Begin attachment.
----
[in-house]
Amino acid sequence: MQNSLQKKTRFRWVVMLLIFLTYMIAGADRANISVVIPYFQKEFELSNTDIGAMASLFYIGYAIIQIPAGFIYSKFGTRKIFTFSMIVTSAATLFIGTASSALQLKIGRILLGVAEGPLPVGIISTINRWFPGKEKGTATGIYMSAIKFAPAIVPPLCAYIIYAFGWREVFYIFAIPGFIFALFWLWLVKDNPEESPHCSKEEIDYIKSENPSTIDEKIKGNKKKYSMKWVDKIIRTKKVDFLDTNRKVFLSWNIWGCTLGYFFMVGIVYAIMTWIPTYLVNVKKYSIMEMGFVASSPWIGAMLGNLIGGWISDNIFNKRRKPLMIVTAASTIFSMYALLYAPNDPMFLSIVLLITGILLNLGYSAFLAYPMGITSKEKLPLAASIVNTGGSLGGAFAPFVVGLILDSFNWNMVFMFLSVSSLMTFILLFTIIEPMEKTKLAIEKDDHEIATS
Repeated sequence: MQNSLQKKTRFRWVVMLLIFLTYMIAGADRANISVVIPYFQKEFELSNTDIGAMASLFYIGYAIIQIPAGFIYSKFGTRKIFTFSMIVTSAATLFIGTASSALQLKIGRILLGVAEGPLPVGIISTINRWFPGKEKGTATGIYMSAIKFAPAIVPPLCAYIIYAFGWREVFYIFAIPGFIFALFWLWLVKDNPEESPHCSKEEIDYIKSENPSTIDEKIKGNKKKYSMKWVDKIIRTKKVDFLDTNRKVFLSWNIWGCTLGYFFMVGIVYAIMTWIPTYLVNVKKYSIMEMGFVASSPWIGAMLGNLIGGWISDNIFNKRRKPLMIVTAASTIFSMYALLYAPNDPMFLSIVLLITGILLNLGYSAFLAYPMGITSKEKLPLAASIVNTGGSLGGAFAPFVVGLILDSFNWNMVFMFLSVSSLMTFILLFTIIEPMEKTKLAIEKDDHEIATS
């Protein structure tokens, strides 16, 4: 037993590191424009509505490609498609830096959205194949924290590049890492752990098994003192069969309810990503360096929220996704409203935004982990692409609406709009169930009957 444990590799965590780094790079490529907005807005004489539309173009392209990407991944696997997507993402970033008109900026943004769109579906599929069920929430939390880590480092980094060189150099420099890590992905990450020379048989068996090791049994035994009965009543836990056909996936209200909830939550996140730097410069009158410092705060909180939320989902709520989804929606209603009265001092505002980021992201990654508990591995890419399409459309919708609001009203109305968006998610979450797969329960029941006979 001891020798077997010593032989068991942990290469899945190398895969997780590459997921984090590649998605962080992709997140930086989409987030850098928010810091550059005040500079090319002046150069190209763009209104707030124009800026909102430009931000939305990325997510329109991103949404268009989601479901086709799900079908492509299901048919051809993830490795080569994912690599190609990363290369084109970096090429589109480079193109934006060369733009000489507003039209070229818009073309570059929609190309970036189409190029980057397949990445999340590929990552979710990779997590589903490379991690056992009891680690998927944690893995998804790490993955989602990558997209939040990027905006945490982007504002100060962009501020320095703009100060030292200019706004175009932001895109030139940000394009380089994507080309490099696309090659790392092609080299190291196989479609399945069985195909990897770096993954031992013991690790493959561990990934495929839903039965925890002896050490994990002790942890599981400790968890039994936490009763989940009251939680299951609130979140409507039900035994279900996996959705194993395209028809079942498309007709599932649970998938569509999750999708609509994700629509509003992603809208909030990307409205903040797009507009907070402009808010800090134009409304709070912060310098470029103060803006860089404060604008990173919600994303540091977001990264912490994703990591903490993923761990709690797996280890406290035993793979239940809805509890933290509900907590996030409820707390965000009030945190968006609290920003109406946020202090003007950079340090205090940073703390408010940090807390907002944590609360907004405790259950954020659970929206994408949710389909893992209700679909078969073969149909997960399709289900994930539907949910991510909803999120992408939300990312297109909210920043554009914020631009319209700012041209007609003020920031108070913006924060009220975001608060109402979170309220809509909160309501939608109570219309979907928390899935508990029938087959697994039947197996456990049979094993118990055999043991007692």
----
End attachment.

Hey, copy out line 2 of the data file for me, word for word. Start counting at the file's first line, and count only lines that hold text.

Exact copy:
Amino acid sequence: MQNSLQKKTRFRWVVMLLIFLTYMIAGADRANISVVIPYFQKEFELSNTDIGAMASLFYIGYAIIQIPAGFIYSKFGTRKIFTFSMIVTSAATLFIGTASSALQLKIGRILLGVAEGPLPVGIISTINRWFPGKEKGTATGIYMSAIKFAPAIVPPLCAYIIYAFGWREVFYIFAIPGFIFALFWLWLVKDNPEESPHCSKEEIDYIKSENPSTIDEKIKGNKKKYSMKWVDKIIRTKKVDFLDTNRKVFLSWNIWGCTLGYFFMVGIVYAIMTWIPTYLVNVKKYSIMEMGFVASSPWIGAMLGNLIGGWISDNIFNKRRKPLMIVTAASTIFSMYALLYAPNDPMFLSIVLLITGILLNLGYSAFLAYPMGITSKEKLPLAASIVNTGGSLGGAFAPFVVGLILDSFNWNMVFMFLSVSSLMTFILLFTIIEPMEKTKLAIEKDDHEIATS